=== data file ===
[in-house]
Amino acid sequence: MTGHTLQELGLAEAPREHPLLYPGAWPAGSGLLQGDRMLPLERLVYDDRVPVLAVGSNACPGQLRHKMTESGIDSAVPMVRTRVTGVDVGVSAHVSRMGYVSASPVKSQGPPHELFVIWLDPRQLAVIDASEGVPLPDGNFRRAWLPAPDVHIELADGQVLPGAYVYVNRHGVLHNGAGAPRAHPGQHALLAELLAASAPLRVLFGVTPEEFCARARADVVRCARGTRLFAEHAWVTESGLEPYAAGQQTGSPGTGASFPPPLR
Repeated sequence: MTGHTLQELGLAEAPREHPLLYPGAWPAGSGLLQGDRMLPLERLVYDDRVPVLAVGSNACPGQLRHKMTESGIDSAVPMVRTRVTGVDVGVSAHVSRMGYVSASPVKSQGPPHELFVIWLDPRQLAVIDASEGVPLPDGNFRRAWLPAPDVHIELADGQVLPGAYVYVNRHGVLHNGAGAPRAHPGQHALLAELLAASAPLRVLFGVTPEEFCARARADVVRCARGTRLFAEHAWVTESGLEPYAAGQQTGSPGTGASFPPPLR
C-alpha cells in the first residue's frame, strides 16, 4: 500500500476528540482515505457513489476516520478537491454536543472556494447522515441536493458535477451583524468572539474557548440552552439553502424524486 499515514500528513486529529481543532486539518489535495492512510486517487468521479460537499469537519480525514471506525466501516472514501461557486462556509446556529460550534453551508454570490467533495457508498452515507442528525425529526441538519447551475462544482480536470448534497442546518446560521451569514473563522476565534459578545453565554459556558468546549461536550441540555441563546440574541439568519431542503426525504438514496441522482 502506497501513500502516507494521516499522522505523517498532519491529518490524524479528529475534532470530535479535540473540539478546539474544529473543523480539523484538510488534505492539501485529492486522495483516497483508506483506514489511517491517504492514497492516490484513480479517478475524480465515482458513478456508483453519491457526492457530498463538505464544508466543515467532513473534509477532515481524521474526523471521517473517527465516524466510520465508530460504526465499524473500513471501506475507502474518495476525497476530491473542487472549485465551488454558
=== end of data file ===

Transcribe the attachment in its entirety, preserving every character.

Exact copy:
[in-house]
Amino acid sequence: MTGHTLQELGLAEAPREHPLLYPGAWPAGSGLLQGDRMLPLERLVYDDRVPVLAVGSNACPGQLRHKMTESGIDSAVPMVRTRVTGVDVGVSAHVSRMGYVSASPVKSQGPPHELFVIWLDPRQLAVIDASEGVPLPDGNFRRAWLPAPDVHIELADGQVLPGAYVYVNRHGVLHNGAGAPRAHPGQHALLAELLAASAPLRVLFGVTPEEFCARARADVVRCARGTRLFAEHAWVTESGLEPYAAGQQTGSPGTGASFPPPLR
Repeated sequence: MTGHTLQELGLAEAPREHPLLYPGAWPAGSGLLQGDRMLPLERLVYDDRVPVLAVGSNACPGQLRHKMTESGIDSAVPMVRTRVTGVDVGVSAHVSRMGYVSASPVKSQGPPHELFVIWLDPRQLAVIDASEGVPLPDGNFRRAWLPAPDVHIELADGQVLPGAYVYVNRHGVLHNGAGAPRAHPGQHALLAELLAASAPLRVLFGVTPEEFCARARADVVRCARGTRLFAEHAWVTESGLEPYAAGQQTGSPGTGASFPPPLR
C-alpha cells in the first residue's frame, strides 16, 4: 500500500476528540482515505457513489476516520478537491454536543472556494447522515441536493458535477451583524468572539474557548440552552439553502424524486 499515514500528513486529529481543532486539518489535495492512510486517487468521479460537499469537519480525514471506525466501516472514501461557486462556509446556529460550534453551508454570490467533495457508498452515507442528525425529526441538519447551475462544482480536470448534497442546518446560521451569514473563522476565534459578545453565554459556558468546549461536550441540555441563546440574541439568519431542503426525504438514496441522482 502506497501513500502516507494521516499522522505523517498532519491529518490524524479528529475534532470530535479535540473540539478546539474544529473543523480539523484538510488534505492539501485529492486522495483516497483508506483506514489511517491517504492514497492516490484513480479517478475524480465515482458513478456508483453519491457526492457530498463538505464544508466543515467532513473534509477532515481524521474526523471521517473517527465516524466510520465508530460504526465499524473500513471501506475507502474518495476525497476530491473542487472549485465551488454558